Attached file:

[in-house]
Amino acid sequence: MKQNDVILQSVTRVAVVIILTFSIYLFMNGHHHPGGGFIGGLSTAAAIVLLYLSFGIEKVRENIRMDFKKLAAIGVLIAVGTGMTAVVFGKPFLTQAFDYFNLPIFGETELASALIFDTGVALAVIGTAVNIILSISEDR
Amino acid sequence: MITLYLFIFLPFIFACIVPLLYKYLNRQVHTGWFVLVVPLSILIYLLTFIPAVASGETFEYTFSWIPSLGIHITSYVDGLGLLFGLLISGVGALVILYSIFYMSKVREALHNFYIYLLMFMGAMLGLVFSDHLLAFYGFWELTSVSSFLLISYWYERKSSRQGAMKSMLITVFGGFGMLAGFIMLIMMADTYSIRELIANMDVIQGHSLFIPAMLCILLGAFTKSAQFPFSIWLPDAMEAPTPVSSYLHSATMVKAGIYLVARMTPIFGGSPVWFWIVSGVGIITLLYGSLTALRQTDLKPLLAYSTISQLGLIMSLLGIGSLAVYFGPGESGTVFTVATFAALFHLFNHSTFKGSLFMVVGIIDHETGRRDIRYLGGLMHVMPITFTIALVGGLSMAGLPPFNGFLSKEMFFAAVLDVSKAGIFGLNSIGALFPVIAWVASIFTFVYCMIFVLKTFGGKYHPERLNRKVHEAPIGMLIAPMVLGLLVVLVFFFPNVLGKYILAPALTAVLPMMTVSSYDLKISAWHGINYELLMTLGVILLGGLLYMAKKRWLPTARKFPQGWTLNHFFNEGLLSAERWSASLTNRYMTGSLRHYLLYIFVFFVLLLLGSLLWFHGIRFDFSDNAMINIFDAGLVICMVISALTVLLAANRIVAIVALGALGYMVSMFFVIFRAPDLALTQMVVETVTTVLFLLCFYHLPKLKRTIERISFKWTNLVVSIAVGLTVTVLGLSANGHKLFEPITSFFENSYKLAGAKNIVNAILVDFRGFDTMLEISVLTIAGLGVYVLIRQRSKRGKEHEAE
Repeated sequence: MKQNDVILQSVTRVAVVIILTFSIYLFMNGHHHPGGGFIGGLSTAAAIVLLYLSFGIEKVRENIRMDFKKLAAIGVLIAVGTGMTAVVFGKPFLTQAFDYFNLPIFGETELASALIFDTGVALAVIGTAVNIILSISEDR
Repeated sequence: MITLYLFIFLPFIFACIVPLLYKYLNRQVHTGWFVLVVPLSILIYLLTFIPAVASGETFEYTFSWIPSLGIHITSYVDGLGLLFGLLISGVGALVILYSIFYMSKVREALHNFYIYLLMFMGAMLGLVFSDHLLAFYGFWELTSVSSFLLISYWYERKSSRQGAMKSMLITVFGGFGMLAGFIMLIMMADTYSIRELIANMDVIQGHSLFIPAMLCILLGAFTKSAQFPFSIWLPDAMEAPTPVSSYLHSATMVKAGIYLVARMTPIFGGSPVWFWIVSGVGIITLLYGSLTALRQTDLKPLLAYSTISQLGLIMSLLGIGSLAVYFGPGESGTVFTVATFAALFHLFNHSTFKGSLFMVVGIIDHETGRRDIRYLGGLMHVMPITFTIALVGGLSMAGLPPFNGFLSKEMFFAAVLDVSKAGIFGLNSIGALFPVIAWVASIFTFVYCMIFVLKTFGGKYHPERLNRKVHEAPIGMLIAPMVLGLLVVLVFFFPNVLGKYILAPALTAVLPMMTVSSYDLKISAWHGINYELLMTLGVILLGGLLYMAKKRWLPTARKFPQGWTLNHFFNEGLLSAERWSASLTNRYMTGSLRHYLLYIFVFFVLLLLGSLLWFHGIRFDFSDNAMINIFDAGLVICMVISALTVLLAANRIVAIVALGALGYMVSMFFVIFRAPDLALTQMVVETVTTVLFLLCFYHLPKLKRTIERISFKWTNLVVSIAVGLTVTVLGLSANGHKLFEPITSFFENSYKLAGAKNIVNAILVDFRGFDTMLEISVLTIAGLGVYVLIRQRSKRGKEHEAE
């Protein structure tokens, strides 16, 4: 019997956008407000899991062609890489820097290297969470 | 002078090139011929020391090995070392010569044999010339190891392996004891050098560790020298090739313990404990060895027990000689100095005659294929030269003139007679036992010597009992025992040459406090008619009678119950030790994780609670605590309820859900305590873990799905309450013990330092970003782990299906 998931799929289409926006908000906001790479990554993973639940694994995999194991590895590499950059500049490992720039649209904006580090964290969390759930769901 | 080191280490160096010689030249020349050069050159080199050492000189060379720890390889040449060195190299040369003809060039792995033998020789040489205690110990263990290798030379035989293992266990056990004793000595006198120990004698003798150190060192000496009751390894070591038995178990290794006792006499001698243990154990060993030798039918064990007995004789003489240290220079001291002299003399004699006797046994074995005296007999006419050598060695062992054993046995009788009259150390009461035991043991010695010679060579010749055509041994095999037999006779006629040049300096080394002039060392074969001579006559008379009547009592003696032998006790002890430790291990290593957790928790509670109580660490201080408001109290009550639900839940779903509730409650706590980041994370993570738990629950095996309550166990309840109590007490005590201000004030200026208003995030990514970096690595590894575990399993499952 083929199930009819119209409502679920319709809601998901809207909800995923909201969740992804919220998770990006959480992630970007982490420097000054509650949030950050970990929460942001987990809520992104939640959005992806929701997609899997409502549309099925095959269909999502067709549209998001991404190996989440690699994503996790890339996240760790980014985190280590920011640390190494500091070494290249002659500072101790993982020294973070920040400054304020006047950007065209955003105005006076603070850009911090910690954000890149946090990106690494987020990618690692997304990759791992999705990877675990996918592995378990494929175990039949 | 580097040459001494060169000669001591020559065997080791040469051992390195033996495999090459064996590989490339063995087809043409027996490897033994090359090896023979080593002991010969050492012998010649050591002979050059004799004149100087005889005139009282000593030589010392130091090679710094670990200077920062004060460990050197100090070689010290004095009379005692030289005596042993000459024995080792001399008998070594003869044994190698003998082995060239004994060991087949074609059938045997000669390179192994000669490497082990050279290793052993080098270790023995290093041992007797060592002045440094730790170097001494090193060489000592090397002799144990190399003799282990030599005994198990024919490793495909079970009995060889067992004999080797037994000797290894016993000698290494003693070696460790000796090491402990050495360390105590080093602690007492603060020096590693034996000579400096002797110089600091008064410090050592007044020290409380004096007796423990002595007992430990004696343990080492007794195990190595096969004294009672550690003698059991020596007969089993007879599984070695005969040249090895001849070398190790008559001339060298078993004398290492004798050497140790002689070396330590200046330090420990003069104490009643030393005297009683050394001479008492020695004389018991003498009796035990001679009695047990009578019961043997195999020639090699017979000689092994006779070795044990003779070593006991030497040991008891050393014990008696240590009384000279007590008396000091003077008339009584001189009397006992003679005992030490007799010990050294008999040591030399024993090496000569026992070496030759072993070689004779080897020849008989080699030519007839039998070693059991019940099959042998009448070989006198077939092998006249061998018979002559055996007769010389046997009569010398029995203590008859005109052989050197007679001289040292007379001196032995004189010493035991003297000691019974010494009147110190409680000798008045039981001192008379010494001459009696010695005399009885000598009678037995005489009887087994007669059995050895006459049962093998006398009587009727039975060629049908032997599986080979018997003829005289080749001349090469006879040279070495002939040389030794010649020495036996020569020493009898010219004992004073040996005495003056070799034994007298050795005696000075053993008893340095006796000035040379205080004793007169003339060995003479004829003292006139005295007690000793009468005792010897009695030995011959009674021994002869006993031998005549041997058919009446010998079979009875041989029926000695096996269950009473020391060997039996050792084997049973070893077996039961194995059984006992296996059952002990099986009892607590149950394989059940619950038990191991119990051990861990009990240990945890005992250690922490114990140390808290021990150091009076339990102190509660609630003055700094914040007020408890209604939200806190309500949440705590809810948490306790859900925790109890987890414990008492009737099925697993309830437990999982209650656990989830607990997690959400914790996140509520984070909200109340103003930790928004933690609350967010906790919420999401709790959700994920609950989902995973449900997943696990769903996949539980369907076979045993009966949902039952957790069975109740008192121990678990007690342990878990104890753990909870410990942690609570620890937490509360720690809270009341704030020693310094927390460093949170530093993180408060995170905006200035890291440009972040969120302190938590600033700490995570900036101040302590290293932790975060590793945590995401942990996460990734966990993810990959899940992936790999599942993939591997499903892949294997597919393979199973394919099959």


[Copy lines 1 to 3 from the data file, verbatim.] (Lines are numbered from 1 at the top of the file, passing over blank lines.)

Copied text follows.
[in-house]
Amino acid sequence: MKQNDVILQSVTRVAVVIILTFSIYLFMNGHHHPGGGFIGGLSTAAAIVLLYLSFGIEKVRENIRMDFKKLAAIGVLIAVGTGMTAVVFGKPFLTQAFDYFNLPIFGETELASALIFDTGVALAVIGTAVNIILSISEDR
Amino acid sequence: MITLYLFIFLPFIFACIVPLLYKYLNRQVHTGWFVLVVPLSILIYLLTFIPAVASGETFEYTFSWIPSLGIHITSYVDGLGLLFGLLISGVGALVILYSIFYMSKVREALHNFYIYLLMFMGAMLGLVFSDHLLAFYGFWELTSVSSFLLISYWYERKSSRQGAMKSMLITVFGGFGMLAGFIMLIMMADTYSIRELIANMDVIQGHSLFIPAMLCILLGAFTKSAQFPFSIWLPDAMEAPTPVSSYLHSATMVKAGIYLVARMTPIFGGSPVWFWIVSGVGIITLLYGSLTALRQTDLKPLLAYSTISQLGLIMSLLGIGSLAVYFGPGESGTVFTVATFAALFHLFNHSTFKGSLFMVVGIIDHETGRRDIRYLGGLMHVMPITFTIALVGGLSMAGLPPFNGFLSKEMFFAAVLDVSKAGIFGLNSIGALFPVIAWVASIFTFVYCMIFVLKTFGGKYHPERLNRKVHEAPIGMLIAPMVLGLLVVLVFFFPNVLGKYILAPALTAVLPMMTVSSYDLKISAWHGINYELLMTLGVILLGGLLYMAKKRWLPTARKFPQGWTLNHFFNEGLLSAERWSASLTNRYMTGSLRHYLLYIFVFFVLLLLGSLLWFHGIRFDFSDNAMINIFDAGLVICMVISALTVLLAANRIVAIVALGALGYMVSMFFVIFRAPDLALTQMVVETVTTVLFLLCFYHLPKLKRTIERISFKWTNLVVSIAVGLTVTVLGLSANGHKLFEPITSFFENSYKLAGAKNIVNAILVDFRGFDTMLEISVLTIAGLGVYVLIRQRSKRGKEHEAE